- Crop conditions in Argentina are improving. Farmer selling remains slow, but crop estimates seem to have stabilised. The Brazilian harvest is less than 2% complete with vessel line-ups increasing. It seems harvest will be delayed until mid-late February, which would force buyers to switch back to US soybeans.
- Chinese buying interest has not stopped. Due to South American supply issues, the country has returned to the US market this week buying several more cargoes. The Chinese new year, which starts on 12 February, will slow buying activity.
- Veg oil markets recovered from last week’s sell-off. Asian oil markets all closed firmer, with Malaysian palm up 3% yesterday, ahead of national holiday today. There still seems to be underlying demand for veg oil, despite an increase in Covid-19 cases. Production in Malaysia may still be threatened by a lack of labour availability and localised flooding.
- Canadian canola reached 13-year highs this week, trading over $710/t.
- Matif rapeseed also traded back at contract highs this week after a sharp sell-off in recent weeks, with May futures touching €437/t.
- UK prices bounced back to season highs, despite prices being slightly pressured by the firmer pound which reached the highs of 1.1300 this week.
- Pulse markets have been quiet on the week. Farmer selling has slowed considerably and as a result exporters are reluctant to offer on the export market, despite enquiries from a number of destinations in Europe.
- Domestic compounders continue to make enquiries for beans for the first half of 2021 as they remain an attractive source of protein and bean prices continue to creep higher as a result.
- Looking ahead to new crop, bean prices continue to track wheat futures at an attractive premium. Prices of over £200/t ex farm are available for many. Buyback contracts and ADM’s marketing pools remain open.
- ADM Agriculture can offer high yielding Lynx ready for immediate dispatch. Lynx is on the PGRO descriptive list with the highest standing ability at harvest and highest equal resistance to downy mildew.
- We have good availability of agronomically strong RGT Planet, the most widely grown cereal variety in the world, as well as dual purpose varieties Laureate and LG Diablo.
- Remember that ADM Agriculture can cover all of your small seed needs, from grass seed to stewardship schemes. Please contact your farm trader for more information.
- Granular urea continues to find higher bids on the global market. Cargoes traded this week from Egypt at $360/t FOB, reflecting a weekly increase of $15/t.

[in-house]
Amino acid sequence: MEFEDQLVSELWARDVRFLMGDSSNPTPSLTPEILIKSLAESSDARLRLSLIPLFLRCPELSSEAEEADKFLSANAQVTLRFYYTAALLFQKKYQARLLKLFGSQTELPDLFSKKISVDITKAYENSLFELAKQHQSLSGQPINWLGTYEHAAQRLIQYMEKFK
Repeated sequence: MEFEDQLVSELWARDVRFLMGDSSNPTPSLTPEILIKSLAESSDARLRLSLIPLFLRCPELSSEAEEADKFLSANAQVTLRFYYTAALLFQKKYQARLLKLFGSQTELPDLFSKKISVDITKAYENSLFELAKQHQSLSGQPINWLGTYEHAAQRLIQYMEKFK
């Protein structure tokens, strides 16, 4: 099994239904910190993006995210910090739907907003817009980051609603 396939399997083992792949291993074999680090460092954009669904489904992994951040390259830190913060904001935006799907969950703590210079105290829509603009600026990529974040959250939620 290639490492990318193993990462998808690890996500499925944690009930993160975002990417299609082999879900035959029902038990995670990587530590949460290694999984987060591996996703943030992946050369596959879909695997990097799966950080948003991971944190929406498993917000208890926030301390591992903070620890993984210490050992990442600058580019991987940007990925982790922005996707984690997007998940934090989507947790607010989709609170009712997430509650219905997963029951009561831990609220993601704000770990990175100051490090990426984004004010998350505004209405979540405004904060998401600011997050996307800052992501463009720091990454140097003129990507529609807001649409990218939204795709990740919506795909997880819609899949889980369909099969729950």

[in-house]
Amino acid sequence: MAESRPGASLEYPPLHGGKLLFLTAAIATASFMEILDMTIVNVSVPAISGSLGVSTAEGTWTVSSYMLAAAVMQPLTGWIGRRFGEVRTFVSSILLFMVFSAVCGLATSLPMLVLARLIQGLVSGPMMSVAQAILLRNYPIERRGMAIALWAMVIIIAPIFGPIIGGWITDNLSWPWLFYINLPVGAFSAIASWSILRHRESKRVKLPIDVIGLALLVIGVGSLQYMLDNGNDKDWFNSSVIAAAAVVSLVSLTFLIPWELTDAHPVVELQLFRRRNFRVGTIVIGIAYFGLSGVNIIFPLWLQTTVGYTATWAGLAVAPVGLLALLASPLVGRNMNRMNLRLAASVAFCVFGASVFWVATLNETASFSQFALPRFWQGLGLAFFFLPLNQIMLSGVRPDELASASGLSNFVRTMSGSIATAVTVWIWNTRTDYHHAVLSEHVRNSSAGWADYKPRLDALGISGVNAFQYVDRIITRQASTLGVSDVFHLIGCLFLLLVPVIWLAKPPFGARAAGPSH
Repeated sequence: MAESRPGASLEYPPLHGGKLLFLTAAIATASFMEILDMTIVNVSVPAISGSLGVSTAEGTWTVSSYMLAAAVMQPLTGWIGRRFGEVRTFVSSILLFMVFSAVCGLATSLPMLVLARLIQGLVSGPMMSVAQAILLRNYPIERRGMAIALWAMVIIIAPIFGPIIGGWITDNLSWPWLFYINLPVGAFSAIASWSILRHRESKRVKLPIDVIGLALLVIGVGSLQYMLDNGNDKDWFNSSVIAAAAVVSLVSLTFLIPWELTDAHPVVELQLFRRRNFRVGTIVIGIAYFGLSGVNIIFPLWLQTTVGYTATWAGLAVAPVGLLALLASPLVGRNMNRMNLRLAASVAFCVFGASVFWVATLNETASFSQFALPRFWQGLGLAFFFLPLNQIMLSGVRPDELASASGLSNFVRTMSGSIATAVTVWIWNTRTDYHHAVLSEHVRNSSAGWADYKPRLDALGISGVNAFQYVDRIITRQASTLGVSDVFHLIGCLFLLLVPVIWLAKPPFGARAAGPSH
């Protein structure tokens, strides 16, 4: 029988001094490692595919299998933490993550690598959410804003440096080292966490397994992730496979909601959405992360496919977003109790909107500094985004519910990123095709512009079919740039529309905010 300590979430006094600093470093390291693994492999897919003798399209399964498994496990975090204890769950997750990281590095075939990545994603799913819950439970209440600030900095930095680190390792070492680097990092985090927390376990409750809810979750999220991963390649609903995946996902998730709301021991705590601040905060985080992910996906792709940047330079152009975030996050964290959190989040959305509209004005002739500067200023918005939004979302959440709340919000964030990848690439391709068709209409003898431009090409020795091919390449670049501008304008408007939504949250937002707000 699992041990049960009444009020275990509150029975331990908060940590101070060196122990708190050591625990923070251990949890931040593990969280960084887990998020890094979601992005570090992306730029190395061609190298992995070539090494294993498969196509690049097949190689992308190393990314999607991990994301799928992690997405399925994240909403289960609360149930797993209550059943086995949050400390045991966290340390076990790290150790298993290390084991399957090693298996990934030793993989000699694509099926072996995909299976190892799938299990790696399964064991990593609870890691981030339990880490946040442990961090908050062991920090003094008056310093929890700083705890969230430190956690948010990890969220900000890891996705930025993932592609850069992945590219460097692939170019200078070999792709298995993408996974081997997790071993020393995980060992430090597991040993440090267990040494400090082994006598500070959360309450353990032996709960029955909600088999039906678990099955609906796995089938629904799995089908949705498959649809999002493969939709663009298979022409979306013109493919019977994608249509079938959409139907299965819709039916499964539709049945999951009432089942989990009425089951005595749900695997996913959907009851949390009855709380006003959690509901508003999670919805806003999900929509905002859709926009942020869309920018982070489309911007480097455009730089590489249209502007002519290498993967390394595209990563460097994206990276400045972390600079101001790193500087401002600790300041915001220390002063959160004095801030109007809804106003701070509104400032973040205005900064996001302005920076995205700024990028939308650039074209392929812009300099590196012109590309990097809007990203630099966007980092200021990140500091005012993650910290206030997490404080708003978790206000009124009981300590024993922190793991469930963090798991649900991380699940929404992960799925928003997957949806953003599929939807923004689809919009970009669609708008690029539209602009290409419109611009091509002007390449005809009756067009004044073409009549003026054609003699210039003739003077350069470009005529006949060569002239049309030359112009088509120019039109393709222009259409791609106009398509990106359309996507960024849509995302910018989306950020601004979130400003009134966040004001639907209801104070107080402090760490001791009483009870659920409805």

- UK values have risen sharply as stocks dwindle and new replacement higher value cargoes arrive in the UK. The price on farm has increased again and the outlook for Q1 looks firm.
- UK ammonium nitrate has also risen due to higher global nitrogen prices, increasing gas values, the firmer European nitrate market and limited supply in the UK.
- Freight rates are reportedly high and delays are occurring on some product.
- Demand has remained strong through January despite price rises and a bout of wet weather in the second half of January, delaying some earlier applications.
|Feed Barley £||Wheat £||Beans £||Oilseed Rape £|
NB: Prices quoted are indicative only at the time of going to press and subject to location and quality.
“Although ADM Agriculture take steps to ensure the validity of all information contained within the ADM Agriculture Market Report, it makes no warranty as to the accuracy or completeness of such information. ADM Agriculture will have no liability or responsibility for the information or any action or failure to act based upon such information.”
ADM Agriculture cannot accept liability arising from errors or omissions in this publication.
ADM Agriculture trade under AIC contracts which incorporate the arbitration clause.
On every occasion, without exception, grain and pulses will be bought by incorporating by reference the terms & conditions of the AIC No.1 Grain and Peas or Beans contract applicable on the date of the transaction. Also, we will always, and without exception, buy oilseed rape and linseed by incorporating by reference the terms & conditions of the respective terms of the FOSFA 26A and the FOSFA 9A contracts applicable on the date of the transaction. It is a condition of all such transactions that the seller is deemed to know, accept and understand the terms and conditions of each of the above contracts.